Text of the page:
November 20, 2013
By Dan Namowitz
Legislation to eliminate sales tax on aircraft parts and labor is on the move in Wisconsin, where AOPA urged a committee of the state Assembly to act to keep their state’s aviation businesses and employment strong and growing.
AOPA Great Lakes Regional Manager Bryan Budds testified Nov. 21 before the Assembly’s Ways and Means Committee to urge support for Assembly Bill 438, a measure to enact a sales tax exemption for labor and parts used to maintain aircraft in Wisconsin. Numerous other aviation and economic development organizations also testified in support of the measure.
The bill, introduced Oct. 17, was assigned to the committee the same day. Similar legislation is under consideration in the Wisconsin Senate. On Nov. 7, AOPA reported on the association’s multi-faceted strategy to win the tax exemption, and commended legislative leaders for putting the initiative on an “aggressive” track through the legislative process.
The hearing in the Assembly Ways and Means Committee on Assembly Bill 438 marked another important step toward passage, said Budds, who submitted a letter to the committee expressing AOPA’s strong support for the tax exemption. Budds also met individually with key legislative leaders during his trip to Madison.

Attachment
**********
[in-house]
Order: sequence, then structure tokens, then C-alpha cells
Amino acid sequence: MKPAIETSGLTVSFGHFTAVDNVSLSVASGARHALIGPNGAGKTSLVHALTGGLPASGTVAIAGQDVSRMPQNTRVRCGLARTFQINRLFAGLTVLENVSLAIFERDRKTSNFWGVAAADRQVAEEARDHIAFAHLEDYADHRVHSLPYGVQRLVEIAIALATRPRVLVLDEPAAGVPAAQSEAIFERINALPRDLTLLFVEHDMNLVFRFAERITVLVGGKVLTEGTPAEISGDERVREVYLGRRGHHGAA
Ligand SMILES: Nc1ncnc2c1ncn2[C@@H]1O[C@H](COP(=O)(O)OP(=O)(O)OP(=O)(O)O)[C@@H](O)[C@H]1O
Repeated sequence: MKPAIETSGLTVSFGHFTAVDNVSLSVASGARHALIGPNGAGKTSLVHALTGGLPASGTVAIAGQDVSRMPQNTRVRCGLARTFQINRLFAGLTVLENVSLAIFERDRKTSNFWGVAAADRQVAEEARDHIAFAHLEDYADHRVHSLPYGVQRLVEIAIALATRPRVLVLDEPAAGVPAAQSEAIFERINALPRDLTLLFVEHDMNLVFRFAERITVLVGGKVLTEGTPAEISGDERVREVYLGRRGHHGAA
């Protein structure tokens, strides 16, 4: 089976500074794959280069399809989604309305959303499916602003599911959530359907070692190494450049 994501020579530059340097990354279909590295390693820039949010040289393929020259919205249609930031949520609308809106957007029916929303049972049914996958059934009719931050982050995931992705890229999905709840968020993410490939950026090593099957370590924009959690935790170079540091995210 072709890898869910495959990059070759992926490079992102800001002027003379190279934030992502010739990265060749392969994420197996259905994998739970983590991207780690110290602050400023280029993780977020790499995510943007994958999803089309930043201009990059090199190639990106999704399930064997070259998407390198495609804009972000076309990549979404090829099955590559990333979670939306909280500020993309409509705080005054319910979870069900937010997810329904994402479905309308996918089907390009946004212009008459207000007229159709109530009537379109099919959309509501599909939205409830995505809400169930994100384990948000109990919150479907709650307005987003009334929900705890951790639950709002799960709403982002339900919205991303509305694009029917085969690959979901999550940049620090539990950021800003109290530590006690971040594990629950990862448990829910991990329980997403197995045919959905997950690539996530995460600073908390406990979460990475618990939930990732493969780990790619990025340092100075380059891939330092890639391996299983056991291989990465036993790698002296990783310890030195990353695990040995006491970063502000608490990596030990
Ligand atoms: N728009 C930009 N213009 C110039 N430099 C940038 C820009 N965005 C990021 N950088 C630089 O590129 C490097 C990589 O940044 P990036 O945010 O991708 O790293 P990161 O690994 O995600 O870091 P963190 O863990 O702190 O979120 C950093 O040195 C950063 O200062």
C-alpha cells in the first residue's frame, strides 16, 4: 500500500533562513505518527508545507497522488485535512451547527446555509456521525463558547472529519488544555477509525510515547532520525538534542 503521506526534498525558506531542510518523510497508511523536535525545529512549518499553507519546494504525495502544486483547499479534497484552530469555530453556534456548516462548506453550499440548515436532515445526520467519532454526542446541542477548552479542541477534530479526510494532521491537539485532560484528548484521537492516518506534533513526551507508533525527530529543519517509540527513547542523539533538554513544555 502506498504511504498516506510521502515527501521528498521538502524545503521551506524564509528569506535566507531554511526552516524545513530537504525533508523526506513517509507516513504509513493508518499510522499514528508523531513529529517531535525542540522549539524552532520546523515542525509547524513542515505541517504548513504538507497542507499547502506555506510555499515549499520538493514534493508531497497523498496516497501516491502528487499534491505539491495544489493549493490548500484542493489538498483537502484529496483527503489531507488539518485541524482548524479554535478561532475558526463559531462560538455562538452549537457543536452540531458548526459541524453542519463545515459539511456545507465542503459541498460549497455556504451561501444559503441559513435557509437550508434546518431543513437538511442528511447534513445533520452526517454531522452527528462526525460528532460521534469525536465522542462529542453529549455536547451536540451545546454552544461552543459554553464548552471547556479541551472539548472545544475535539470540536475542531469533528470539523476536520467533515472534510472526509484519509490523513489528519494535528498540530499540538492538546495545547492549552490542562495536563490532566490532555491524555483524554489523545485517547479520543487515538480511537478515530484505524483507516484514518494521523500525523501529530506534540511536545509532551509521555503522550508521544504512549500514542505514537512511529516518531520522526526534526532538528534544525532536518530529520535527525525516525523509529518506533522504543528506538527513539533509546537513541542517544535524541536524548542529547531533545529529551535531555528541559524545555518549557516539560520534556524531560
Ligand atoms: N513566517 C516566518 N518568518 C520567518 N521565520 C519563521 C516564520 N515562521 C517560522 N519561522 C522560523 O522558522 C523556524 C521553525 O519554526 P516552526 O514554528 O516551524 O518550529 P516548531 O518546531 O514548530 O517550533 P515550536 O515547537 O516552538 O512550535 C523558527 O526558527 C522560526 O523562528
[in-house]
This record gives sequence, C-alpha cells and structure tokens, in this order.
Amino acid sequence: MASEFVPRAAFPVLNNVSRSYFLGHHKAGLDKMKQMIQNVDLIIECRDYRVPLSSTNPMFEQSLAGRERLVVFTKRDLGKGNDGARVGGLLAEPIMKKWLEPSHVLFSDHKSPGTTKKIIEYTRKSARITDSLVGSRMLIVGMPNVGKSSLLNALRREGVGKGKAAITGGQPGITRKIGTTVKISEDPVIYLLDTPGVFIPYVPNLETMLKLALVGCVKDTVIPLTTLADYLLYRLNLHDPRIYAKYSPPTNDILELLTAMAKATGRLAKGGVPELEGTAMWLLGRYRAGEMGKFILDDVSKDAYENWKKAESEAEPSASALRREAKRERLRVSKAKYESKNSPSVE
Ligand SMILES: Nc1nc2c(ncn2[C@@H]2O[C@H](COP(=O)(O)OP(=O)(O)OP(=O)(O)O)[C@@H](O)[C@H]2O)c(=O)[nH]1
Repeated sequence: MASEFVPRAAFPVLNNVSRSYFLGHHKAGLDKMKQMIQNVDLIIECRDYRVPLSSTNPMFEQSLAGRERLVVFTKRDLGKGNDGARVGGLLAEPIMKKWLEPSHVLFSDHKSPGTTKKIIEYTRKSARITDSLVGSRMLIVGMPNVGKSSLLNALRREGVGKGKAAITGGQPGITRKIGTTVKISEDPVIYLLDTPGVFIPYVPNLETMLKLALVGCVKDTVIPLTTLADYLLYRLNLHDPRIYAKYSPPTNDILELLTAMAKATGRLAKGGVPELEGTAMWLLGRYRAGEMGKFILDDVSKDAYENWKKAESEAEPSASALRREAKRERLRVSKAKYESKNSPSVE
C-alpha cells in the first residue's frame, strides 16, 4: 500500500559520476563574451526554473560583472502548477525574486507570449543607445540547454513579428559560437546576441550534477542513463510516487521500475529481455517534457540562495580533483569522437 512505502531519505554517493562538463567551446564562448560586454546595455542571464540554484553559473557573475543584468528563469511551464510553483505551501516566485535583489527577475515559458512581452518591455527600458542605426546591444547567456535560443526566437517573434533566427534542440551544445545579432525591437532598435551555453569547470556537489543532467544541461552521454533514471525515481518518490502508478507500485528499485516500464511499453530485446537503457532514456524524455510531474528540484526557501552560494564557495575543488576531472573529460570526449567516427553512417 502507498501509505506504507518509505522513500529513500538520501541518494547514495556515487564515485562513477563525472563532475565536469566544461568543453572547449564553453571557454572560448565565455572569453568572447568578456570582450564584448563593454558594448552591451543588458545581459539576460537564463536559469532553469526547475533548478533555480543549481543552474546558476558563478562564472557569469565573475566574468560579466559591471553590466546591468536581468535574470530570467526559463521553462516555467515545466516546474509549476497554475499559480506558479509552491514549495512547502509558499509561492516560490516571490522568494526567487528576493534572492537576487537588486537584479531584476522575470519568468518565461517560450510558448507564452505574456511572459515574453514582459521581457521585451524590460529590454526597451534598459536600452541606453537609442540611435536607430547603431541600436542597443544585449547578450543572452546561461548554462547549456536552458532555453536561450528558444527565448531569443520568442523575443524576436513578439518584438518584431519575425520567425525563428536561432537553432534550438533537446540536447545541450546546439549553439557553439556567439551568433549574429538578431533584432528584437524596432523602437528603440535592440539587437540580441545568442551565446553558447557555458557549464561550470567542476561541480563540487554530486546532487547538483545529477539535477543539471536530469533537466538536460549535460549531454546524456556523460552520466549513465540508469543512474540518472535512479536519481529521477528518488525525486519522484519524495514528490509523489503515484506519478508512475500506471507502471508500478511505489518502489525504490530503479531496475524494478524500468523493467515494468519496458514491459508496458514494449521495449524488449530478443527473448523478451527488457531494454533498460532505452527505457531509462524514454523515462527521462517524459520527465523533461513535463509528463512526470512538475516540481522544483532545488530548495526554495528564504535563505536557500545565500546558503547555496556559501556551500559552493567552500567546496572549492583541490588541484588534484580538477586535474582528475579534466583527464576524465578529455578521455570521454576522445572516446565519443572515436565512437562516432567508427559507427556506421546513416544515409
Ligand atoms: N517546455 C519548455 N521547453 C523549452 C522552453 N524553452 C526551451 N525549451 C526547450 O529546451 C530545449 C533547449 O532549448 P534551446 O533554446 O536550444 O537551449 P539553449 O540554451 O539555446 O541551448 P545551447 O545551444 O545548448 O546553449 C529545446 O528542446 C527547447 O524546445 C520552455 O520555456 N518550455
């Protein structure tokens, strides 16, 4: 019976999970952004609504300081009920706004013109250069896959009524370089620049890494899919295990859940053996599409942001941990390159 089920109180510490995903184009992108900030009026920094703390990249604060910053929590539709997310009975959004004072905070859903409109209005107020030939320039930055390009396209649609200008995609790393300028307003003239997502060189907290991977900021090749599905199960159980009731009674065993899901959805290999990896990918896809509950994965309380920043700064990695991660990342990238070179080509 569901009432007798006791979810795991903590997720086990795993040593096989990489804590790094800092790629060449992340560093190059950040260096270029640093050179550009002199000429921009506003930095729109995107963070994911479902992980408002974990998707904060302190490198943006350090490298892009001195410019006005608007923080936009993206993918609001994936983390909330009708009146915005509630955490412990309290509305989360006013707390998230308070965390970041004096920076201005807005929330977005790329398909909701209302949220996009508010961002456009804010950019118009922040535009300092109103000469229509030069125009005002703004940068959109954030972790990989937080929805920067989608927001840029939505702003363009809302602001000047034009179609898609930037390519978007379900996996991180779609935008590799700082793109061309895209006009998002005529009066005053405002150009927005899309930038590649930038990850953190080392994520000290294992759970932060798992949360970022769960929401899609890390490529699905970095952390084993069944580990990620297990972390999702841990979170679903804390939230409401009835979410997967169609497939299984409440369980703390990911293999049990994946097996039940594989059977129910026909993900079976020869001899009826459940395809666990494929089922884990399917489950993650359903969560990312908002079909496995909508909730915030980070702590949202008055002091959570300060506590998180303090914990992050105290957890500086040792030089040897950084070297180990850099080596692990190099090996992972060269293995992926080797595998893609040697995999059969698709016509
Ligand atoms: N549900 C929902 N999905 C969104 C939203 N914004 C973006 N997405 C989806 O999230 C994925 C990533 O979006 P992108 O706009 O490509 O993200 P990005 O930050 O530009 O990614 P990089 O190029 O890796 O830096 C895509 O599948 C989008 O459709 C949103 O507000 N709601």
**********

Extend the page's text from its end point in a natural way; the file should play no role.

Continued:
"Passage of this legislation would lower the cost of aircraft maintenance, supporting local FBOs and aircraft maintenance facilities by retaining and increasing maintenance work in Wisconsin," said Mark Kimberling, AOPA director of state government affairs.
Dan Namowitz is an aviation writer and flight instructor. He has been a pilot since 1985 and an instructor since 1990.
Getting the job done on the local and national levels requires long-term planning, a hands-on approach, and keeping the effort moving, said Sean Collins, AOPA’s Eastern regional manager.
USA Today has offered its readers sensationalistic and incomplete journalism with its latest story targeting general aviation, according to AOPA. The Oct. 28 article purports to examine the potential for post-crash aircraft fires.
The FAA must address the serious concerns of the general aviation industry before pushing ahead with a 2020 ADS-B mandate, AOPA told the FAA administrator.
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